Hundreds of civil servants plant mangrove

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Friday, June 6, 2014


CLOSE to a thousand civil servants belonging to the different national and local agencies, employees from private companies and students, trooped to the shore of Taytay, El Salvador City in Misamis Oriental and planted mangroves – their unified gesture to celebrate the World Environment Day (WED) on Thursday.

This year’s celebration, which is anchored on the theme, “Small Islands and Climate Change,” with the striking slogan “Raise Your Voice Not The Sea Level,” is an instrument for encouraging worldwide awareness and action for the environment.

“It encourages not only for people to realize their shared responsibility in taking care of mother earth, but as well as become agents for positive environmental change,” said Ruth Tawantawan, regional director for the Department of Environment and Natural Resources-10 (DENR-10).

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The WED celebration was spearheaded by the DENR-10 and the Philippine Information Agency (PIA)-region 10.

Climate change is a primary challenge to the environment today as global warming is causing ocean levels to rise at an increasing rate.

When global temperature rises, sea water expands and occupies more space coupled with the melting ice, which also contributes to the rise of the sea level.

The United Nations Environment Program reported that global sea levels are rising at an increasing rate, by about 10 to 25 centimeters over the last 100 years.

As the earth’s temperature heats up, extreme weather disturbances such as heat waves, floods, droughts, tropical cyclones and hurricanes come more frequent and severe.

The Philippines is one of the countries which have experienced the wrath of the environment.

The country lost so many lives because of the super typhoon Yolanda in 2013 that devastated Tacloban City and other parts of the Visayas.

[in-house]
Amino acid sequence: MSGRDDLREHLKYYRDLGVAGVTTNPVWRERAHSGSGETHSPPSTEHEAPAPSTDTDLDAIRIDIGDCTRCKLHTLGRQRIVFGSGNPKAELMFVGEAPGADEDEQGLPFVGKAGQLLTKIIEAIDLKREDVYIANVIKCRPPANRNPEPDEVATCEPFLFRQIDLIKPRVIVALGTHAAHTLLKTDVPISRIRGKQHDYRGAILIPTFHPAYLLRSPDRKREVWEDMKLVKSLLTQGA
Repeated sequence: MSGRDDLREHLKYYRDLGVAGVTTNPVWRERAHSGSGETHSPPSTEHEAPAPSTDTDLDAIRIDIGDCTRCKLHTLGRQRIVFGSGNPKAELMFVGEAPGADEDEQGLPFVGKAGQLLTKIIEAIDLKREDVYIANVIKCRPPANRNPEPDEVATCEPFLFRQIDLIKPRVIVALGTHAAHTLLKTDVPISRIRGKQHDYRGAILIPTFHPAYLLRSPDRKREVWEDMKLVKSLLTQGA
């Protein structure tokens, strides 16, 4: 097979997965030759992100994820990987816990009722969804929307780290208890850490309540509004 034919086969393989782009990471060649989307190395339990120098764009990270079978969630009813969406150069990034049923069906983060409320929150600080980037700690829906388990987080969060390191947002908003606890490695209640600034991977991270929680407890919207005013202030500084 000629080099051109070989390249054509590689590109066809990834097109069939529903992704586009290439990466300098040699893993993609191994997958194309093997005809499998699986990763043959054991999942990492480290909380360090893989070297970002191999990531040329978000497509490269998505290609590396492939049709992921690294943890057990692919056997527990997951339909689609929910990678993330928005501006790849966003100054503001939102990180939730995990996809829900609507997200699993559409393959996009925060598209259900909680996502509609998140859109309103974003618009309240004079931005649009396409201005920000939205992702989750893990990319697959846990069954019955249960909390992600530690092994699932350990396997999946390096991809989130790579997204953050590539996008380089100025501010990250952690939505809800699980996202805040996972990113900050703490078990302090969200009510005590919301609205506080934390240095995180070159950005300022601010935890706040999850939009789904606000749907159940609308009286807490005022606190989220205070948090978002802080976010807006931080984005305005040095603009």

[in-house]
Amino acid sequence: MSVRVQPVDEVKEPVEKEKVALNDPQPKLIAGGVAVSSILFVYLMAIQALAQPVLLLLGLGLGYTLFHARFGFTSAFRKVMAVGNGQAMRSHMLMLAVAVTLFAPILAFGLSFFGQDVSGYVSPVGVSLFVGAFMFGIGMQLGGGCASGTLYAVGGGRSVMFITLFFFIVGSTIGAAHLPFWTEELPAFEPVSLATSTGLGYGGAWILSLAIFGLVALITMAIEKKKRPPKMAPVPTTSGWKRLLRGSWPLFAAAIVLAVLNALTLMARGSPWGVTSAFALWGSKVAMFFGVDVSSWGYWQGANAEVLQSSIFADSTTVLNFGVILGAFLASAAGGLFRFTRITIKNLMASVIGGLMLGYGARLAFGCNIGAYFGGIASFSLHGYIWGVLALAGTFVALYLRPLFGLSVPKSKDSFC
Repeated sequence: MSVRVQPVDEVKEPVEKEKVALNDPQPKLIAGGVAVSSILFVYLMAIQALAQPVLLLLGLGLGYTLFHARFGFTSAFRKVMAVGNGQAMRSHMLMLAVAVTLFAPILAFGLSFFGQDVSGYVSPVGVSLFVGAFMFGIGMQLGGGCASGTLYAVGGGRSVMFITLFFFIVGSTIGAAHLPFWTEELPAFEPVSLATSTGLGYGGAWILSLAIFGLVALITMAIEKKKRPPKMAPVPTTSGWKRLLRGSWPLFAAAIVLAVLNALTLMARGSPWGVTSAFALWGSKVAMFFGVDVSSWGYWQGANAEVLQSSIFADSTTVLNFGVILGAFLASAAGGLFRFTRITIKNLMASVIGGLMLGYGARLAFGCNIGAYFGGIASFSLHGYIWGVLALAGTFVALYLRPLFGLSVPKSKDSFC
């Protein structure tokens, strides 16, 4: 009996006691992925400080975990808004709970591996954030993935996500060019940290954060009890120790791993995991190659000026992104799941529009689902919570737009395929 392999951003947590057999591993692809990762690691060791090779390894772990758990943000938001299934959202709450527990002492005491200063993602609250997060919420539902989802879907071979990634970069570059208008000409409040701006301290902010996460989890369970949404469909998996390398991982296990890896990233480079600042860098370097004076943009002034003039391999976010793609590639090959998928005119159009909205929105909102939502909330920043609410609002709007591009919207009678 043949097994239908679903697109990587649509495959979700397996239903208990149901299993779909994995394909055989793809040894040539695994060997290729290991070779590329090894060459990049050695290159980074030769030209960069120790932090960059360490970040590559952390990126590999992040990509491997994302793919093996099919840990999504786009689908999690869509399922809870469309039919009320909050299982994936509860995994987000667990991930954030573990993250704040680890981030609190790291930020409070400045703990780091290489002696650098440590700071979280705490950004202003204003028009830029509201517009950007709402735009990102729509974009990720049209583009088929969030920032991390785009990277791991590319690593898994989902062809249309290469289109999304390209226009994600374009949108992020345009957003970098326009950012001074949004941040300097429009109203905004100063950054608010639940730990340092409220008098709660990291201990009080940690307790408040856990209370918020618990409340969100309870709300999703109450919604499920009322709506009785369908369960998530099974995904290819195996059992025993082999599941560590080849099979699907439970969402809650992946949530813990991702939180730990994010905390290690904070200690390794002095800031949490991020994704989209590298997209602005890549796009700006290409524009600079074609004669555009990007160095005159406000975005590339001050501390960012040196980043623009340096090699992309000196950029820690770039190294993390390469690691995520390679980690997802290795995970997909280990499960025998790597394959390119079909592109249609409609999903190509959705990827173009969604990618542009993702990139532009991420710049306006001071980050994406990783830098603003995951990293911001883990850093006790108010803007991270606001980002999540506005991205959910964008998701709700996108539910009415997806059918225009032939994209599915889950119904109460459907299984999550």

“The disaster has served as a wakeup call not just for the government to take action but also to every Filipino as well,” Tawantawan said.

After Yolanda, the DENR declared the reforestation of mangroves and beach forests in some 380-kilometer coastlines in Easter Visayas.

The DENR said mangroves protect coastal communities from future typhoons and storm surges and other extreme weather events that may occur because they serve as a buffer—shielding the coastal areas—notwithstanding that they provide nursery grounds for fish, prawns and crabs that support fisheries production.

Originally, the Philippines has 500,000 hectares of mangrove forest, but due to coastal development, land conversion and reclamation, only less than 100,000 hectares are visible in the country today.

DENR said that it has reforested 46,000 hectares from 2011 to 2013. It has not only reforested mangroves sites but also riverbanks, urban, protected and community based forest management areas.

“Today, we hope to mark this significant day by planting 5,000 mangrove propagules, which raises a call for solidarity in mitigating climate change. Our individual positive actions and contributions to the environment will exponentially grow and produce positive outcomes that will help our mother earth adapt to climate change,” Tawantawan said.

Published in the Sun.Star Cagayan de Oro newspaper on June 06, 2014.

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